The Surf City Half Marathon looms. Today's weather reflects my attitude about the race. Murky. Gray. Rainy. Patches of sun.
Why? I'm not sure what to expect tomorrow. Two-plus months of Ironman training will be put to the test for the first time. While I'm absolutely certain I will break two hours, the question is whether I'll break 1:50, my time last year at the Pacific Half Marathon in Agoura.
I'm no doubt in better shape than I was a year ago for Surf City, my first half marathon. However, am I faster? Will I get the chance to find out? According to my schedule, Surf City is supposed to be a C-level race priority. A training run, in other words. But can anything be a C-level priority if you have to wake up at 4:30 a.m. to do it? Coach Gerardo has me following a specific plan tomorrow, which essentially calls for remaining in zone 3 heart rate for the first 10 miles and zone 4 for the last three. That means I won't be able to cross beyond 168 bpm in the final three miles.
I'm not sure my competitive side will allow for that. If I feel good, I know I'll be very tempted to push it. C-level priority my ass. Especially if my buddies Kevin and Tim are running side-by-side at that point, or slightly ahead. And they know it too.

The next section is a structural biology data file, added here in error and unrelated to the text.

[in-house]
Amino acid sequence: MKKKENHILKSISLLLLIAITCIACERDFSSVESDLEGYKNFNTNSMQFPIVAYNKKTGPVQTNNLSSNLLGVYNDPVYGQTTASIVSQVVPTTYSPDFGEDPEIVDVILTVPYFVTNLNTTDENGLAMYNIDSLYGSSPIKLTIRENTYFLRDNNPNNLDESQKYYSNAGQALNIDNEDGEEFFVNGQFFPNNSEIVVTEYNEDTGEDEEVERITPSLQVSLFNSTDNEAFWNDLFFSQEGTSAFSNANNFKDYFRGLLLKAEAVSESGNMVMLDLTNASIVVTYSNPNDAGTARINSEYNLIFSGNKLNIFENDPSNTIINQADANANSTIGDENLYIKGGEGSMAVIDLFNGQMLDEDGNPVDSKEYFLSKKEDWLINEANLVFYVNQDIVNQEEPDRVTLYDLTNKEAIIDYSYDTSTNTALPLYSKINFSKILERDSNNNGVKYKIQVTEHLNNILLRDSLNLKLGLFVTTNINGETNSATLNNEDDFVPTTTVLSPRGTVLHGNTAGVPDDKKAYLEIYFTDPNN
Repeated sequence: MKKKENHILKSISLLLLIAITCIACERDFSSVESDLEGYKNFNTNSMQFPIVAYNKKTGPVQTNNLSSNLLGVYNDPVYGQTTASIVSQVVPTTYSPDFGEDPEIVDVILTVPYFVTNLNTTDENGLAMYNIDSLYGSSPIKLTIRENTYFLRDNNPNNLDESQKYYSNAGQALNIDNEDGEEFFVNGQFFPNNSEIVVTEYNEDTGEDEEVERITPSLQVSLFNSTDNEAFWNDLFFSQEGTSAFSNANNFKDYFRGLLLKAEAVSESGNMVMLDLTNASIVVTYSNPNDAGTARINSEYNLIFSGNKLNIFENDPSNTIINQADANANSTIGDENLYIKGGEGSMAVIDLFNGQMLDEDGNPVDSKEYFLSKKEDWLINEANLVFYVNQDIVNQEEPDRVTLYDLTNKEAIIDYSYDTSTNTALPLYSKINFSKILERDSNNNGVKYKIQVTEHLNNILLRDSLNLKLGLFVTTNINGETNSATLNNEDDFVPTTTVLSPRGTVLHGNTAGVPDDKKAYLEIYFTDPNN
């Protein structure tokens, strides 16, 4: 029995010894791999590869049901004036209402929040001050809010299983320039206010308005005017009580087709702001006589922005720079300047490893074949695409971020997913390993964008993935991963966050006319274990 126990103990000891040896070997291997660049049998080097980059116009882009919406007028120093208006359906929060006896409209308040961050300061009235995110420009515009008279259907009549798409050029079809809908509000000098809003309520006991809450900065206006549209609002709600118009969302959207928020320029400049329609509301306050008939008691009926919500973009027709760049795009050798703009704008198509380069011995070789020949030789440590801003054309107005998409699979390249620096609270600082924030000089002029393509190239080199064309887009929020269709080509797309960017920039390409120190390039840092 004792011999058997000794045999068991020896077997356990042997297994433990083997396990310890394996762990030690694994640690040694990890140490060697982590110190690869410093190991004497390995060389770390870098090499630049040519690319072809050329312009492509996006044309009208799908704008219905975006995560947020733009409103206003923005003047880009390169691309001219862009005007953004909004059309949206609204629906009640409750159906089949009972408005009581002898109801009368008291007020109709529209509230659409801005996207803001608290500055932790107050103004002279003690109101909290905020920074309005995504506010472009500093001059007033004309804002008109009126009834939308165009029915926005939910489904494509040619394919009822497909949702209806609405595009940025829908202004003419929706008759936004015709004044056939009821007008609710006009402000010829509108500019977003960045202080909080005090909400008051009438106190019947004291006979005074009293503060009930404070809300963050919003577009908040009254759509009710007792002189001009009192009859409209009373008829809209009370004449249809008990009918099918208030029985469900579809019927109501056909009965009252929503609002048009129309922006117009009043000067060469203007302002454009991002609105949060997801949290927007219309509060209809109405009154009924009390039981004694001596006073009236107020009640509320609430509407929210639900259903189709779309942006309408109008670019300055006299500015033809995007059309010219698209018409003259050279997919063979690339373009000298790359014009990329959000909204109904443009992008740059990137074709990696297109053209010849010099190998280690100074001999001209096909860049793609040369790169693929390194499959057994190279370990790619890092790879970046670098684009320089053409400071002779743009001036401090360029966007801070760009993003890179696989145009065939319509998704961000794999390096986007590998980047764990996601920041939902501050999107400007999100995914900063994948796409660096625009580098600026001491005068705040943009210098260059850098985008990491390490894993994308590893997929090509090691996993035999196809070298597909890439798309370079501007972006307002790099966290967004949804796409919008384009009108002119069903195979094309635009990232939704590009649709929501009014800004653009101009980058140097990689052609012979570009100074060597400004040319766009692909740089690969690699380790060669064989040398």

Either way, I am dialed in for this race. I wasn't when the day began. Hours in the car schlepping from Sherman Oaks to Huntington Beach to pick up the race packet, and back to Thousand Oaks for an appointment gave me plenty of time to idly think about the race, training, family, life, etc. My mind was all over the place.
Then, my iPod saved the day again. Isn't it funny when your iPod seems more like a friend than a music player -- knowing just what song to play on shuffle mode exactly when you need to hear it most?
Today, that song was "Right Here, Right Now" by Van Halen. Like a gong in yoga class, the opening piano and guitar riff snapped my focus together instantly.
Then, I played it three times in a row.
Needless to say, I'm pretty jacked right about now.
Is it 8 a.m. yet?
290 days and counting.